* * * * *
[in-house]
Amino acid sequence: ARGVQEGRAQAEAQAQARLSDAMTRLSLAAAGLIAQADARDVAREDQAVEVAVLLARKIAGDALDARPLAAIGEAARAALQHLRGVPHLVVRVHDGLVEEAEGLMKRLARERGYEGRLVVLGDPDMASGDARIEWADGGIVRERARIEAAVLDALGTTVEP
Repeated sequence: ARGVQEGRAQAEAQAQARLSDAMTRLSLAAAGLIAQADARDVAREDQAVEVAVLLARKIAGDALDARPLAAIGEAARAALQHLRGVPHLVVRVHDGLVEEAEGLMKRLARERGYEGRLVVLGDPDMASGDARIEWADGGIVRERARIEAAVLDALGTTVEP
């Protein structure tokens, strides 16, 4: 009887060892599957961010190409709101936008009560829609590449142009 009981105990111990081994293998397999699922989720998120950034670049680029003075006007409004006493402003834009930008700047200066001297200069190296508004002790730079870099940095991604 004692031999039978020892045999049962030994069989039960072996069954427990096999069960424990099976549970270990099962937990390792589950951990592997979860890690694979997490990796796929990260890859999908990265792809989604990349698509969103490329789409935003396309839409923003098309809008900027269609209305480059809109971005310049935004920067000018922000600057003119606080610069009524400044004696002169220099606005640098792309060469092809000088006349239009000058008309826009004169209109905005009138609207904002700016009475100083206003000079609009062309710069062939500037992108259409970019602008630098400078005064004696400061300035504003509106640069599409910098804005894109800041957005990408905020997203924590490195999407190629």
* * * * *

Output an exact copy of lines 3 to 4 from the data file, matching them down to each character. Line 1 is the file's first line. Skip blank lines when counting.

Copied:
Repeated sequence: ARGVQEGRAQAEAQAQARLSDAMTRLSLAAAGLIAQADARDVAREDQAVEVAVLLARKIAGDALDARPLAAIGEAARAALQHLRGVPHLVVRVHDGLVEEAEGLMKRLARERGYEGRLVVLGDPDMASGDARIEWADGGIVRERARIEAAVLDALGTTVEP
């Protein structure tokens, strides 16, 4: 009887060892599957961010190409709101936008009560829609590449142009 009981105990111990081994293998397999699922989720998120950034670049680029003075006007409004006493402003834009930008700047200066001297200069190296508004002790730079870099940095991604 004692031999039978020892045999049962030994069989039960072996069954427990096999069960424990099976549970270990099962937990390792589950951990592997979860890690694979997490990796796929990260890859999908990265792809989604990349698509969103490329789409935003396309839409923003098309809008900027269609209305480059809109971005310049935004920067000018922000600057003119606080610069009524400044004696002169220099606005640098792309060469092809000088006349239009000058008309826009004169209109905005009138609207904002700016009475100083206003000079609009062309710069062939500037992108259409970019602008630098400078005064004696400061300035504003509106640069599409910098804005894109800041957005990408905020997203924590490195999407190629």